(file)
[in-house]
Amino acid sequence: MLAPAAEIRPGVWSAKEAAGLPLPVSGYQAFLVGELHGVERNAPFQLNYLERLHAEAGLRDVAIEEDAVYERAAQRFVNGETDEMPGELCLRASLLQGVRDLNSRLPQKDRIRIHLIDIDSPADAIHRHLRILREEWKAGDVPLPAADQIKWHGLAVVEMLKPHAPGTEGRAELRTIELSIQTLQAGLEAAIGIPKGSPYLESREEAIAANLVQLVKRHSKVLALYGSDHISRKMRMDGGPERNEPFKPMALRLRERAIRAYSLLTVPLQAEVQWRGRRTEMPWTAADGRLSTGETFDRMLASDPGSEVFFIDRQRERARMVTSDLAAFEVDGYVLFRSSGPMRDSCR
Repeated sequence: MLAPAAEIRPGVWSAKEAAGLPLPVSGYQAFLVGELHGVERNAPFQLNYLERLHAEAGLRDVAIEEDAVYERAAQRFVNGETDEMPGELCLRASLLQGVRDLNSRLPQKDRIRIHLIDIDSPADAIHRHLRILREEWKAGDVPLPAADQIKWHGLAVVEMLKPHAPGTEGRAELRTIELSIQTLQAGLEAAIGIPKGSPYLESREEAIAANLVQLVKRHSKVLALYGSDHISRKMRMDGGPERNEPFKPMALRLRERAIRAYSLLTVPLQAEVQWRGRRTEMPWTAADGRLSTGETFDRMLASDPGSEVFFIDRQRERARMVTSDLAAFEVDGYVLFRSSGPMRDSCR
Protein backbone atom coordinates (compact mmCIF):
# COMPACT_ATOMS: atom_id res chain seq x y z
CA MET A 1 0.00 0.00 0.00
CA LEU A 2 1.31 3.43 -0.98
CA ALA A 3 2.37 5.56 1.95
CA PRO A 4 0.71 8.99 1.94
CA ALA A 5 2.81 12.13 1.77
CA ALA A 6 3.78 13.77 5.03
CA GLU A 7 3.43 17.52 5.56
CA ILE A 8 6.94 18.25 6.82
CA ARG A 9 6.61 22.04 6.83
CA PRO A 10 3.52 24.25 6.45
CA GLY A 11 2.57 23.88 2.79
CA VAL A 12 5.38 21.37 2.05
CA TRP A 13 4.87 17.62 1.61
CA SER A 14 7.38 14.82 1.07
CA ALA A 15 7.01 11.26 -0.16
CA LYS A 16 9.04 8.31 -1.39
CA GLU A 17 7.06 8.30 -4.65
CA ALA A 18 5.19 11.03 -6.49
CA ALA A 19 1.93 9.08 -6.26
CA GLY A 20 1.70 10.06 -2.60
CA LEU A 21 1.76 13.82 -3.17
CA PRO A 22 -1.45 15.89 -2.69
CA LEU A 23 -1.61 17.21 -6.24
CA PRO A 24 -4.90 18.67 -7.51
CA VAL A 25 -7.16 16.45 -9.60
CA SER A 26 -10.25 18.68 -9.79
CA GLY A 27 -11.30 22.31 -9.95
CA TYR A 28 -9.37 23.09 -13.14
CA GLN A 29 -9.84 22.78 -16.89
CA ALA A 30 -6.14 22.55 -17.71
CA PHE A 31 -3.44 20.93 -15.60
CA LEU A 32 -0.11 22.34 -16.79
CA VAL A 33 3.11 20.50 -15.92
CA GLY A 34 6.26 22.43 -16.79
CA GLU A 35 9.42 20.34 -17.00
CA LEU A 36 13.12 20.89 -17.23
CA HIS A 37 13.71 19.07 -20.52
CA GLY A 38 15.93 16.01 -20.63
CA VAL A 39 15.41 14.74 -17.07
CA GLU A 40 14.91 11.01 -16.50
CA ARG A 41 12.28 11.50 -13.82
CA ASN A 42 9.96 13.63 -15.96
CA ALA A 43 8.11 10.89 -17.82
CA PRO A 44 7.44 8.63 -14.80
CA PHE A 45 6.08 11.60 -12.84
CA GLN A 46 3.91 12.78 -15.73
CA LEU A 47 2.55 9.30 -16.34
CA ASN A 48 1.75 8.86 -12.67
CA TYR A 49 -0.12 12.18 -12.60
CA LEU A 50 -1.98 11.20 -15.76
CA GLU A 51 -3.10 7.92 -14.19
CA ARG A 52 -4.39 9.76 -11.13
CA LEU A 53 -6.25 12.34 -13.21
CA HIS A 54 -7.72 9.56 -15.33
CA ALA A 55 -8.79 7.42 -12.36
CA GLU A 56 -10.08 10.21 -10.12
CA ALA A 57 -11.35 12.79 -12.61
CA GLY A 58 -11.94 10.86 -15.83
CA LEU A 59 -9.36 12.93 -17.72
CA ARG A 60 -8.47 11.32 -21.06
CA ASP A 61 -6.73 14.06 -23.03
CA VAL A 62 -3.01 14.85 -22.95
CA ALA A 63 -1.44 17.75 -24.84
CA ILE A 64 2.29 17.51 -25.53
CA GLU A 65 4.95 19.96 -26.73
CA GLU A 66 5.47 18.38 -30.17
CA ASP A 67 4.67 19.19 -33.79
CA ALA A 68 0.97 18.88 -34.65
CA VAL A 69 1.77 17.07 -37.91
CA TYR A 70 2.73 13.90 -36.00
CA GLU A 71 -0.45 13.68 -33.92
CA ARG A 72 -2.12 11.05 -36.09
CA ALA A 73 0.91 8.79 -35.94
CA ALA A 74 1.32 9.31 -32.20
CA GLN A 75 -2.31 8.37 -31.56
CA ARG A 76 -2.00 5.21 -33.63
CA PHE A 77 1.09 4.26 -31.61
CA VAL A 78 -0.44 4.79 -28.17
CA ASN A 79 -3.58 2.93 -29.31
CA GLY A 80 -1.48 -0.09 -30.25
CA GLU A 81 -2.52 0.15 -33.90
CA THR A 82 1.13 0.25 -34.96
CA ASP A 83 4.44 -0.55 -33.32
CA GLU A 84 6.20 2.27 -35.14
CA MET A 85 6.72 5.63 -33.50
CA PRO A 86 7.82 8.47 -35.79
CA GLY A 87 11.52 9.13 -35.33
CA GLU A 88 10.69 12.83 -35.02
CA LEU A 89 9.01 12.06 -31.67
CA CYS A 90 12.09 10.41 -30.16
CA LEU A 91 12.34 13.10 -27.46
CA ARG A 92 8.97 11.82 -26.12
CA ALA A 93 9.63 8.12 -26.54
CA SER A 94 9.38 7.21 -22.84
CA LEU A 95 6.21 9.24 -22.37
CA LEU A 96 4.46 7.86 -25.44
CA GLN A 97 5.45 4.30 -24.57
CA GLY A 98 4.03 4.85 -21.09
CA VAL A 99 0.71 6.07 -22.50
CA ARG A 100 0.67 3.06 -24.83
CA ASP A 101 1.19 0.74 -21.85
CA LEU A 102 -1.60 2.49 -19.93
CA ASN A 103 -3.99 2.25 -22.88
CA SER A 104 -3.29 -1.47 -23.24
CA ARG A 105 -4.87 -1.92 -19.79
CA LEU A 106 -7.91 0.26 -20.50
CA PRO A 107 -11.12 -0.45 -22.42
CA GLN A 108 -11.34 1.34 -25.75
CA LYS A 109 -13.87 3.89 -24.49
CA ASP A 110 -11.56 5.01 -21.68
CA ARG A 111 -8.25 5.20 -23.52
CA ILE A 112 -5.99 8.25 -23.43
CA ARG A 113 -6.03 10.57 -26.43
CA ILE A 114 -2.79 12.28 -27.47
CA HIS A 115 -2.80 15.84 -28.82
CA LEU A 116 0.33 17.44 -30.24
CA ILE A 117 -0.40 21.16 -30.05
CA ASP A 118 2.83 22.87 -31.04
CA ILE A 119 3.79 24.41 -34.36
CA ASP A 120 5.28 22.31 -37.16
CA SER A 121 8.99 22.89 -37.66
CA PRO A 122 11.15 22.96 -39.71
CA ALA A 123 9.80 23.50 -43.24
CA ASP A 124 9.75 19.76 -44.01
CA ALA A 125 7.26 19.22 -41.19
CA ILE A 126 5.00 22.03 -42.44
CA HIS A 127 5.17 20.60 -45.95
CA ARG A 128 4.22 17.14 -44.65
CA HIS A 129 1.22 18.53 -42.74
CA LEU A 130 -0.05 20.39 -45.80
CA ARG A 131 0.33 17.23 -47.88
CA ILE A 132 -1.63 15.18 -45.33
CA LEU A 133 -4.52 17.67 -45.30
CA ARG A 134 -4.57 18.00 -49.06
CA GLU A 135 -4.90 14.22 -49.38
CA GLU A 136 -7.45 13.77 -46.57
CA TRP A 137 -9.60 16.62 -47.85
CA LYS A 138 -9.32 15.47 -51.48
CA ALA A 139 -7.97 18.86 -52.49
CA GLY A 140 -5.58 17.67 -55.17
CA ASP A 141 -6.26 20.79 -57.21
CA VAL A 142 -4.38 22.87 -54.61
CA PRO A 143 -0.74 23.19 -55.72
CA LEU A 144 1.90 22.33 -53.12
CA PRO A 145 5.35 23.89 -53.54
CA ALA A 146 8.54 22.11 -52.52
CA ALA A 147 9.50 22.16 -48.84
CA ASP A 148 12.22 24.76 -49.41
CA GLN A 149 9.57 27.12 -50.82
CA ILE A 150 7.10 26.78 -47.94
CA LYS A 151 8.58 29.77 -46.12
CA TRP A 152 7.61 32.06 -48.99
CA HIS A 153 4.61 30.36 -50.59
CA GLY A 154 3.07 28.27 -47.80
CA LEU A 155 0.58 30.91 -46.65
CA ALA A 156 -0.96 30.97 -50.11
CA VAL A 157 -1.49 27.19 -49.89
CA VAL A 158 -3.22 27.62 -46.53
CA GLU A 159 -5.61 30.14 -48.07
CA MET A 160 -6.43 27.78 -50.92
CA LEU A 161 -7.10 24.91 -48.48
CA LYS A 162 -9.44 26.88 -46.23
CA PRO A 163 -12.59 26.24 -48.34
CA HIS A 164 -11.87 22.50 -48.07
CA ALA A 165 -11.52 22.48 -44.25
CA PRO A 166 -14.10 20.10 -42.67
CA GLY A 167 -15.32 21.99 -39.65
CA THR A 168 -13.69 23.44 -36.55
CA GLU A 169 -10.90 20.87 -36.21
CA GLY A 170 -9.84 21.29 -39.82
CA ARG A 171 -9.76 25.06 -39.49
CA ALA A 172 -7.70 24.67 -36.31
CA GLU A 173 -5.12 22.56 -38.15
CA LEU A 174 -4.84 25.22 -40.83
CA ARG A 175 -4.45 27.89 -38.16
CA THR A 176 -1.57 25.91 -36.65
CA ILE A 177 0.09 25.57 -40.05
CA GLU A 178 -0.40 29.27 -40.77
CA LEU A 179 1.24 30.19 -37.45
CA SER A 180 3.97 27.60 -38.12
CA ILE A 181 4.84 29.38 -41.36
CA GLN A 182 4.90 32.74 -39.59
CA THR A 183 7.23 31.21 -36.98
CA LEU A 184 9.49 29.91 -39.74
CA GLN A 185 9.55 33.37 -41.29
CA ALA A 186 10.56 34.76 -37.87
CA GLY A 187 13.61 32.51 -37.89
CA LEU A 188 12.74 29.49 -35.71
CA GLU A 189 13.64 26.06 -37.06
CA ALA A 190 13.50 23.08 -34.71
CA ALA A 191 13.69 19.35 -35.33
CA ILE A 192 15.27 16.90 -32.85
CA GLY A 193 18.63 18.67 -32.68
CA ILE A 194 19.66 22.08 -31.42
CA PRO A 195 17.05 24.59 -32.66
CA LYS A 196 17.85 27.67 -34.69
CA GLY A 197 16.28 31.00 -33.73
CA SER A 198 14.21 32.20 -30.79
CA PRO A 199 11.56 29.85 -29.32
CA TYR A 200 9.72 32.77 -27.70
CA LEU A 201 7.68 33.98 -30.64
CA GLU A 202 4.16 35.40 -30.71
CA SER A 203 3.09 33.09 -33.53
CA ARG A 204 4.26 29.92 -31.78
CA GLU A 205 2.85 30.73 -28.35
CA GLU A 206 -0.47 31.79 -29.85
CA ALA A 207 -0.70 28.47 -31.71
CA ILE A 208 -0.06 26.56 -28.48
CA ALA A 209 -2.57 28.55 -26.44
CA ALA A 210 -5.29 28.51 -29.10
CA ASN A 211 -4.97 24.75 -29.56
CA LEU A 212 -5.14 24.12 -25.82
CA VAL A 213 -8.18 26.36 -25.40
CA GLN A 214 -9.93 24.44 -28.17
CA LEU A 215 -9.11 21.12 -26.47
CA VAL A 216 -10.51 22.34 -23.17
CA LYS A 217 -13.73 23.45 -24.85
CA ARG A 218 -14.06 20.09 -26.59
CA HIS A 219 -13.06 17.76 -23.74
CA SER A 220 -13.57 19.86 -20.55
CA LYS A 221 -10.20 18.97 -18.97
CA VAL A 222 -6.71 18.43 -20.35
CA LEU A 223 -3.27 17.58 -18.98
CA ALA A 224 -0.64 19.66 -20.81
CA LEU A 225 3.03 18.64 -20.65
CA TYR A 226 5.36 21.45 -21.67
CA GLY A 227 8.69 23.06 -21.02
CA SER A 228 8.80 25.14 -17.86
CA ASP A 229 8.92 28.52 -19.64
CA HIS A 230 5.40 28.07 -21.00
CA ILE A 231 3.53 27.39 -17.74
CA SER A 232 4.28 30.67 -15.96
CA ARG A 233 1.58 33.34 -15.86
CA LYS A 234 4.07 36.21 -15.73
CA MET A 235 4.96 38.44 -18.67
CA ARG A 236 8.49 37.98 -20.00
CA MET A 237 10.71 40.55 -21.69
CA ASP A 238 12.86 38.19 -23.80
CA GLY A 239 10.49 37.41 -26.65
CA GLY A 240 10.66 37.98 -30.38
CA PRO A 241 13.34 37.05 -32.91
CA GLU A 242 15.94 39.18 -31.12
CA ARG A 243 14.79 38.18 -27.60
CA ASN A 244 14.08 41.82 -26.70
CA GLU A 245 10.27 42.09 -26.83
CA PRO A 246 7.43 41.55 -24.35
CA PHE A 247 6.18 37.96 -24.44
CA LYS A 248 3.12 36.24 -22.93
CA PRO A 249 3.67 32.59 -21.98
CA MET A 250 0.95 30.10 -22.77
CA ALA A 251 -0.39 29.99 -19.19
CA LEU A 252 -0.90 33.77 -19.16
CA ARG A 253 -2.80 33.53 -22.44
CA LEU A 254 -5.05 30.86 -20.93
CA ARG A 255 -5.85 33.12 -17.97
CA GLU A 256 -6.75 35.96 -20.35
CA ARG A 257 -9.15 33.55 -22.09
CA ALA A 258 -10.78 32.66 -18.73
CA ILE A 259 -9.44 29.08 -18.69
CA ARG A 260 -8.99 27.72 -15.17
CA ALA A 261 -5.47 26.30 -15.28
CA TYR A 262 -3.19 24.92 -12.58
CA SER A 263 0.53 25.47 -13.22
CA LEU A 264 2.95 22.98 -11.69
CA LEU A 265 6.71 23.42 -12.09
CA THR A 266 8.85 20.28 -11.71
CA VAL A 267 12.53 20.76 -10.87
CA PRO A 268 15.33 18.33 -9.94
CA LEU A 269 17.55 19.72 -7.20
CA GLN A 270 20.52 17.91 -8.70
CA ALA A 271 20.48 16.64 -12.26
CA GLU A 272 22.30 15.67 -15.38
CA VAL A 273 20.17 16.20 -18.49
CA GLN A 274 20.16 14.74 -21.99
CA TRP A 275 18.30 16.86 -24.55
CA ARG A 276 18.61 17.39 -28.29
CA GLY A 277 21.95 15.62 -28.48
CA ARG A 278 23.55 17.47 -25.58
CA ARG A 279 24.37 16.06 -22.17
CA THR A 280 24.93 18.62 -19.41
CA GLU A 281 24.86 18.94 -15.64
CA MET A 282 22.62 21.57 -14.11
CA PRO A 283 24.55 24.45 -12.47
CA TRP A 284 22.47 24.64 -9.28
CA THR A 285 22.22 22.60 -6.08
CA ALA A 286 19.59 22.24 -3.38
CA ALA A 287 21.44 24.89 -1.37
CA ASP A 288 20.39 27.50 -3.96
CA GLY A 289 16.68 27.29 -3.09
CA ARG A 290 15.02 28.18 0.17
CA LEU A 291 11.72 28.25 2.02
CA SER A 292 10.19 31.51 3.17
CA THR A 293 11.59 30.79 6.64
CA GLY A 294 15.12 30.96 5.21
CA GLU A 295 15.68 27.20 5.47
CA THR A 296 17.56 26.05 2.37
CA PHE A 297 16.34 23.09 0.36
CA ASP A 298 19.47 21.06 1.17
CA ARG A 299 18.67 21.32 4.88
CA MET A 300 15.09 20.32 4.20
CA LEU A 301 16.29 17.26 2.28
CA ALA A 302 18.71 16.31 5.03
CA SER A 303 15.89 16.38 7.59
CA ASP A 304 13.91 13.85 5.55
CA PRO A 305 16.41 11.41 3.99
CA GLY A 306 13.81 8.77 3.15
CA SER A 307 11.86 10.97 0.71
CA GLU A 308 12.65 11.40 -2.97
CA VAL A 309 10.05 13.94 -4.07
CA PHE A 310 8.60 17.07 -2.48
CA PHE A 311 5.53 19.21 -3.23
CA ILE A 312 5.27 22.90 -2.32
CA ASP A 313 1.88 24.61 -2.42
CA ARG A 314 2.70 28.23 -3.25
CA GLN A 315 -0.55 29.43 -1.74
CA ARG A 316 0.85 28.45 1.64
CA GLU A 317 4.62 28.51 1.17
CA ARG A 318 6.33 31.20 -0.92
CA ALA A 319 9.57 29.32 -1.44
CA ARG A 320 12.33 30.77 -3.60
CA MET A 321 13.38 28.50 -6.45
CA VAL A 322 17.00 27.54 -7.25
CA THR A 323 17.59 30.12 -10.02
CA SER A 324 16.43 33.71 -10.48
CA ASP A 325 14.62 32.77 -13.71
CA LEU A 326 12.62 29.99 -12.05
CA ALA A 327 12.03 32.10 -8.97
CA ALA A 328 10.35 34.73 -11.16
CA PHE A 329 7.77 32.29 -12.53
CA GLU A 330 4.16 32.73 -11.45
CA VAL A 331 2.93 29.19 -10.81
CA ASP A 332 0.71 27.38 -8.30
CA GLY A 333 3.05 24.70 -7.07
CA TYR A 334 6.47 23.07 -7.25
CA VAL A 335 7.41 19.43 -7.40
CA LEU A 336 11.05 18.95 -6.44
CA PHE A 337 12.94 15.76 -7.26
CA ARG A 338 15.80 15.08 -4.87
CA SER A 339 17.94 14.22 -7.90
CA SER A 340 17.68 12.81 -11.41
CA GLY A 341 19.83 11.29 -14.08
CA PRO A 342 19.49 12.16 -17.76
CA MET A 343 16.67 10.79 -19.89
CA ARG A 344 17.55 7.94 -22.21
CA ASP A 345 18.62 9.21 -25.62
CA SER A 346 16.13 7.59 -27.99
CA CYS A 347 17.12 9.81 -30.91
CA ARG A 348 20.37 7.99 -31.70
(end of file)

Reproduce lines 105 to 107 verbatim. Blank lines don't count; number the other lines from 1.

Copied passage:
CA ARG A 100 0.67 3.06 -24.83
CA ASP A 101 1.19 0.74 -21.85
CA LEU A 102 -1.60 2.49 -19.93